I have a lot of memories of getting wet this time of year. As the warmer weather melts the large quantities of snow our world here up north turns from frozen snow and ice to slush and water.

Before my home community of Attawapiskat developed a proper drainage system for the melting snow in the spring, we had to deal with many problems and inconveniences.

The warm weather created water obstacles everywhere in the community. People who followed familiar paths and trails across town suddenly had to deal with roadside drainage ditches that were covered in a deceivingly solid slushy layer of snow. As they walked over the soft snow, the slush gave way and one’s feet sunk into the water. In some areas, the slowly melting ice inside culverts that covered driveways prevented water from properly draining and created large pools in the community.

To deal with this time of the year my mom, Susan, took out our black, rubber galoshes from the bottom of the closet to dress my brothers and myself in footwear that would keep our feet dry. I am sure many people remember this type of boot that had a sort of an orange trim. Unfortunately, galoshes did not always keep us dry while we played in the lake-sized puddles throughout the community. Usually the large puddles of water hid a layer of slippery ice underneath that caused us to slip and stumble into the icy water. When we arrived home soaked, mom was there to dress us in dry clothes and then she dried our wet boots and clothes over the wood stove inside our home. Remember this was not all that long ago. It took place in the 1 980s. Imagine we still had a wood stove for our primary source of heat and we also did not have indoor plumbing.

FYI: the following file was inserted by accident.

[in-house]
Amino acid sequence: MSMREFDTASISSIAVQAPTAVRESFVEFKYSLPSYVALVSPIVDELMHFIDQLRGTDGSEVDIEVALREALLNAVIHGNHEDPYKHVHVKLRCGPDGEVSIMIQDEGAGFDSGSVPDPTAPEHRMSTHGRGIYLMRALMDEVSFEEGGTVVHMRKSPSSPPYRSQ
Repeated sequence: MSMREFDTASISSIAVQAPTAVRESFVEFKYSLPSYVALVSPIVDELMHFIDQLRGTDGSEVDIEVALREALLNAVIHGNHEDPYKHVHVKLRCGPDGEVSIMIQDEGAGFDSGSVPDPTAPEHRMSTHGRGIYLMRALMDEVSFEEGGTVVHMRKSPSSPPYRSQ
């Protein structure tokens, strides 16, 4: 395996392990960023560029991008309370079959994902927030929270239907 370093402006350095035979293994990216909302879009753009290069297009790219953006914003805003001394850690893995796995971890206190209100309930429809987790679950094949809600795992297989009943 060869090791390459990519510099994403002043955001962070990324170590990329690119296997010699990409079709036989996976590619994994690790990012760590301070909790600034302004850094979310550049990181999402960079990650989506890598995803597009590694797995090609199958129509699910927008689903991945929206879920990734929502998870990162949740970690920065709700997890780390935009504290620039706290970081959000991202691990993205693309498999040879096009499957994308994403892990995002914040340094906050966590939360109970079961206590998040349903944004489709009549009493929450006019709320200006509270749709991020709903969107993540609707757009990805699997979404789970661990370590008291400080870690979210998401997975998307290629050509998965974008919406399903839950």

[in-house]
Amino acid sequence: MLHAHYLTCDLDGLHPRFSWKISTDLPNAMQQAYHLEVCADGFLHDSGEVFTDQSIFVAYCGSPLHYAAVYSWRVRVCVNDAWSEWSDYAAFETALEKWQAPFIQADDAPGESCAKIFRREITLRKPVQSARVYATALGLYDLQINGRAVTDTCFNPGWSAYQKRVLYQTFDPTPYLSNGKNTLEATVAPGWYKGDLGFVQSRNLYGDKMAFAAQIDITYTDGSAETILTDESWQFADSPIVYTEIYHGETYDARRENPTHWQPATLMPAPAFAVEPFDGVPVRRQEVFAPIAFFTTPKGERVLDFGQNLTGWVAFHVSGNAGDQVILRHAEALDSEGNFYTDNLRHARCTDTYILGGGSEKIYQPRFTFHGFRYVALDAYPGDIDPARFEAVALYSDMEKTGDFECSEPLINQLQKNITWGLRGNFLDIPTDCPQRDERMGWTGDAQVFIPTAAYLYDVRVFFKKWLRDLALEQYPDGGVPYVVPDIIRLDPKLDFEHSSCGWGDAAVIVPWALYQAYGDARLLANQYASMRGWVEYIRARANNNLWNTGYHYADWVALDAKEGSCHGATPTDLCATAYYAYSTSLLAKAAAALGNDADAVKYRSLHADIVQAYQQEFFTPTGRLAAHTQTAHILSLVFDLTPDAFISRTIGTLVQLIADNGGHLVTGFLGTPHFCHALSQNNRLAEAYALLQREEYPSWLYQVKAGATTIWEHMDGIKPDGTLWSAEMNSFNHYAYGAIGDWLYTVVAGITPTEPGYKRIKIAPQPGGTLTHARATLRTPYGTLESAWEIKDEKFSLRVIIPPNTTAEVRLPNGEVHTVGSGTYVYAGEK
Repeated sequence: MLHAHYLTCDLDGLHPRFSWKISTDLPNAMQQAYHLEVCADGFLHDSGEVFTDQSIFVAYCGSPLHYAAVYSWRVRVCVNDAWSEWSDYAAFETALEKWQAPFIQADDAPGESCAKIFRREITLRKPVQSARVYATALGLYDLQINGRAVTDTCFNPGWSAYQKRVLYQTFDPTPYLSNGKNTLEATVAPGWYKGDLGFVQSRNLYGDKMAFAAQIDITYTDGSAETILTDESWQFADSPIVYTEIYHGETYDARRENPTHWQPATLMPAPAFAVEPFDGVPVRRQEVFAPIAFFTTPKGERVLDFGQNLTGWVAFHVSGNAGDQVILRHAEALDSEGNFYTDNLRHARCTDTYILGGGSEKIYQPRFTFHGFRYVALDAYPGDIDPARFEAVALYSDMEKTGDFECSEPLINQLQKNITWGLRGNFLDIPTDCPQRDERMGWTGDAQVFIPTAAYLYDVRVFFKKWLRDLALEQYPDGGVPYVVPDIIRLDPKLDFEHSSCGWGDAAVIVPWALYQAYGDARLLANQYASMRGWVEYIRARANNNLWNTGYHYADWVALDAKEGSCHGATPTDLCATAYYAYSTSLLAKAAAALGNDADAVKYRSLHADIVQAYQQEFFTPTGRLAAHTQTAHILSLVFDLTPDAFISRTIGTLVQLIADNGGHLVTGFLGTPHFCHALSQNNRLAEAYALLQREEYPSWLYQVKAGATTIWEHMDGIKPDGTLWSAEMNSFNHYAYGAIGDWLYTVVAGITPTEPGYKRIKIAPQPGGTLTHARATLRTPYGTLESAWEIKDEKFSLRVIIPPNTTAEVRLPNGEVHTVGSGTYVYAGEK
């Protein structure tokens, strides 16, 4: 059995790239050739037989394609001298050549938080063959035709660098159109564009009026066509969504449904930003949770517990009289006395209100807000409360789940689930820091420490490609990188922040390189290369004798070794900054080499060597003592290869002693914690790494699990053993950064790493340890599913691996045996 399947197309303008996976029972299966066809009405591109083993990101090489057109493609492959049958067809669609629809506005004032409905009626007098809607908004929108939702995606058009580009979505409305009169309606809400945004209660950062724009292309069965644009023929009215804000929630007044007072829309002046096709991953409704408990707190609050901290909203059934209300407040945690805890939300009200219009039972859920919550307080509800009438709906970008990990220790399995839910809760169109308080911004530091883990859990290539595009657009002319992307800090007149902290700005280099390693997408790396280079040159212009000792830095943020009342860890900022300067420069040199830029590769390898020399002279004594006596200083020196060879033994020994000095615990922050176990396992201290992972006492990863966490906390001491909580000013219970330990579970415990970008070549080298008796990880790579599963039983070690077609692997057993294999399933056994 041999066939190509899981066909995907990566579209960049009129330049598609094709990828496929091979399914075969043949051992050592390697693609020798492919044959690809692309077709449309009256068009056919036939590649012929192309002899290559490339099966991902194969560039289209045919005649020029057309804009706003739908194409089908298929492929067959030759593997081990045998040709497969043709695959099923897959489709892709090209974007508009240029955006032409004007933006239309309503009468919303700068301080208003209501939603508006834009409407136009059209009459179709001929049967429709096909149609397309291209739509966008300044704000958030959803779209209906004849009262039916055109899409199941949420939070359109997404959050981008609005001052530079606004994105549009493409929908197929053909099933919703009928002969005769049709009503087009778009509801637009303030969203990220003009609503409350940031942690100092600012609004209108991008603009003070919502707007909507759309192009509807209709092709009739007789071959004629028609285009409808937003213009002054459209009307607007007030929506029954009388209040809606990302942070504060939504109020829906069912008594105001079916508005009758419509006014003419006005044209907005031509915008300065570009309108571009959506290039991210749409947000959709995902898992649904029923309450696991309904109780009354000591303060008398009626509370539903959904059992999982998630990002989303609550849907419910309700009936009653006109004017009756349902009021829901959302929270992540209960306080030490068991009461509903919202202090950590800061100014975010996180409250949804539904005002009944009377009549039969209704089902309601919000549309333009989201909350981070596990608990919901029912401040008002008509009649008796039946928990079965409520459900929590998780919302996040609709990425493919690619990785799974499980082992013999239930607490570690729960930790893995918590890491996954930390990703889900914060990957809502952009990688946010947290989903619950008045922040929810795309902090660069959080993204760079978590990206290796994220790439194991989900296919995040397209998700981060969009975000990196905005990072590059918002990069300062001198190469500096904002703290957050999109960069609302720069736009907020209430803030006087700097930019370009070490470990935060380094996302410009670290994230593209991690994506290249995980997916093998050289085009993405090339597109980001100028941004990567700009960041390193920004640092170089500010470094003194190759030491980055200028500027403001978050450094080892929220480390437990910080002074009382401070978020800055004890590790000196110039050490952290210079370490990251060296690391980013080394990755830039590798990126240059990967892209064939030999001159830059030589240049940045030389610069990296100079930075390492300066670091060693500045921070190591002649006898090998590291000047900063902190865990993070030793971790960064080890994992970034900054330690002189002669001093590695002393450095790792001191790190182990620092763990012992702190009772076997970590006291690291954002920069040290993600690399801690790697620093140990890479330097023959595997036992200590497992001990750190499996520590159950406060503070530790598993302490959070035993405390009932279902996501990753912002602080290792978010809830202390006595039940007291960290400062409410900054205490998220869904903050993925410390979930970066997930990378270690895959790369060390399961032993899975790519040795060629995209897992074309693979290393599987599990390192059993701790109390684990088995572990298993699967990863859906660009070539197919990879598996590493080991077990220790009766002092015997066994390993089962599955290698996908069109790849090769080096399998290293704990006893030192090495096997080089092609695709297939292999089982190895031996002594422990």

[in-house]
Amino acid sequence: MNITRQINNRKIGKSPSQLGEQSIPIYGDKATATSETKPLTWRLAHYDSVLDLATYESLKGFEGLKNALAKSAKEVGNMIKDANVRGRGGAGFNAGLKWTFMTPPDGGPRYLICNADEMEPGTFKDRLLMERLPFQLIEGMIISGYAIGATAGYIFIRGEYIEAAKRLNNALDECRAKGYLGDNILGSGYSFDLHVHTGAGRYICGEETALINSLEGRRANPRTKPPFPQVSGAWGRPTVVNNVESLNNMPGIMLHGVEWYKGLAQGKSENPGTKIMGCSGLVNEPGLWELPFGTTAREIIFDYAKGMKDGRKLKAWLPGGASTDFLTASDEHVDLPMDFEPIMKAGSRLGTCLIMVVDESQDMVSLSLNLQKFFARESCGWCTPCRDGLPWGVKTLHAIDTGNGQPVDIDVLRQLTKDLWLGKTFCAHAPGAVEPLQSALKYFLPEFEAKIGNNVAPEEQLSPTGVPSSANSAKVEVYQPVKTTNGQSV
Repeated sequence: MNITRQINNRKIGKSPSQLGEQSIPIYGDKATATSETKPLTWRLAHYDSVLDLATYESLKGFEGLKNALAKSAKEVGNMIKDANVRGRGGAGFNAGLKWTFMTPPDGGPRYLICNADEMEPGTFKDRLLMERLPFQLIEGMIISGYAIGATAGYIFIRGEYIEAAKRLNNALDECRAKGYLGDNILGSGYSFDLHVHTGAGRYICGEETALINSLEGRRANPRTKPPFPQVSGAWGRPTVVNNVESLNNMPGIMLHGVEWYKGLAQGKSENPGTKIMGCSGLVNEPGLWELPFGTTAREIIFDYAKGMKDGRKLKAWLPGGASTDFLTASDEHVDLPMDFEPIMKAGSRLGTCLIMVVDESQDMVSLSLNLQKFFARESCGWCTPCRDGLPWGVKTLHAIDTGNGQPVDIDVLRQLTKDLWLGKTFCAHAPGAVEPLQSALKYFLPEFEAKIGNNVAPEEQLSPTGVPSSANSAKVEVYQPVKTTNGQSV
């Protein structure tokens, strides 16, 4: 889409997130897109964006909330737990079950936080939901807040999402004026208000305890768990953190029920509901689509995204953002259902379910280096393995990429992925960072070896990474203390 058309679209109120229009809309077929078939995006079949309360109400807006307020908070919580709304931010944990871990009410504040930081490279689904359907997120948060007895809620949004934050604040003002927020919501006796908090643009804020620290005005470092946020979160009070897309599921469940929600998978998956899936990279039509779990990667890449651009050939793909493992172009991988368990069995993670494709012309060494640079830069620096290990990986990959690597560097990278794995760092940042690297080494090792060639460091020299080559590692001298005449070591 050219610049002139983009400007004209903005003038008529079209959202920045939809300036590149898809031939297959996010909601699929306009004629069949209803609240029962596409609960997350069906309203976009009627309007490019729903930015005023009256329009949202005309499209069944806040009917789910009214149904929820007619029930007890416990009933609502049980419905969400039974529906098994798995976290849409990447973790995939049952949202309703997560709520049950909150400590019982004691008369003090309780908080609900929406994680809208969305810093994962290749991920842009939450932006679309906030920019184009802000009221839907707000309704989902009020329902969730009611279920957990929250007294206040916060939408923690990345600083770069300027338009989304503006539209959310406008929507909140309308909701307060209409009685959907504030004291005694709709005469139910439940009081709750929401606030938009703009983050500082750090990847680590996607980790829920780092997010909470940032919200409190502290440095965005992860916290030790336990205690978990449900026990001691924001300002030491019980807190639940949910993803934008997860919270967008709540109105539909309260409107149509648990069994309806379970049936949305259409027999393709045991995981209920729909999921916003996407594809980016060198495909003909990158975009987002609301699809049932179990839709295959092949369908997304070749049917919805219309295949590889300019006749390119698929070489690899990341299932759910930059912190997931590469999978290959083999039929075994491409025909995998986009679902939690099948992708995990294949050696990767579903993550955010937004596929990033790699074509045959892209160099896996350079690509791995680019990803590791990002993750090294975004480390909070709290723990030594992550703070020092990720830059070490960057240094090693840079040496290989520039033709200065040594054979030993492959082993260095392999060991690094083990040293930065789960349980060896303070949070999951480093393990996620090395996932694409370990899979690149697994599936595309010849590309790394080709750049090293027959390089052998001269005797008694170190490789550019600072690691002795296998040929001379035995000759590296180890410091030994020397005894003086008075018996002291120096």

When I got a little older and was able to use a snowmobile on my own, mom sometimes gave me the chore of going out to collect snow for drinking water. Collecting snow for drinking water is known as Nah-Tah-Ah-Koo-N-Neh-Oo in Cree. This was a chore I learned from helping other family members each winter as I was growing up. Snow had to be collected away from the community and in areas where snowmobiles had not travelled. There was a method of collecting this pure snow for our drinking water. First a top layer had to be cleared away to expose an underlying layer of brilliant white crystallised and granular type of snow. This was the perfect type of snow that we melted in big pots on the wood stove or if we were on the land over an open fire to provide wonderful drinking water.

I recall the first spring I was able to use a snow mobile on my own. Mom sent me out to collect snow for the last time of the season. We would soon be able to fetch water from the river. The warm weather had melted much of the snow in town and had exposed the gravel roads in the community. To make matters more challenging, the river that I had to cross to get to good snow had become very slushy. I used the excuse that the only snowmobile I would be able to use was my dad’s special Nordic 60, an oversized and powerful machine with an extra wide track, two huge skis and a large yellow cowling. I had been waiting for the right time to ask to use this rare machine which we all simply called the ‘Nordic’. It was the only one of its kind in the community and I had the privilege with this chore to use it. To carry the large bags of snow back I hitched up a very solid and heavy wooden toboggan that was as wide as the Nordic and constructed to haul big loads.

I made my way across town choosing the best route over what snow remained in the community and on to a trail that led to the river. The big Nordic handled the slushy river with ease. Once I reached the far bank of the river I parked in an area of good snow and filled up ten sacks which I placed on the sled. I wanted to really impress mom and dad. A normal load would have been only about four or five of these large sacks.

When I finished, I fired up the Nordic and started to move thinking that my powerful snowmobile would easily bring me home. Surprise, surprise, the load would not budge. I worked at loosening it up for hours rather than concede that I had wanted to pull too heavy a load. Finally, the big Nordic managed to pull my gigantic load of snow home. Mom and dad were happy and quite shocked that I had managed to bring in more than enough snow to hold us over for a long time. I tried not to show it but I was exhausted and miserable, as I was soaked from head to foot. You can imagine how happy I was when the community got indoor plumbing and running water in the early 1990s.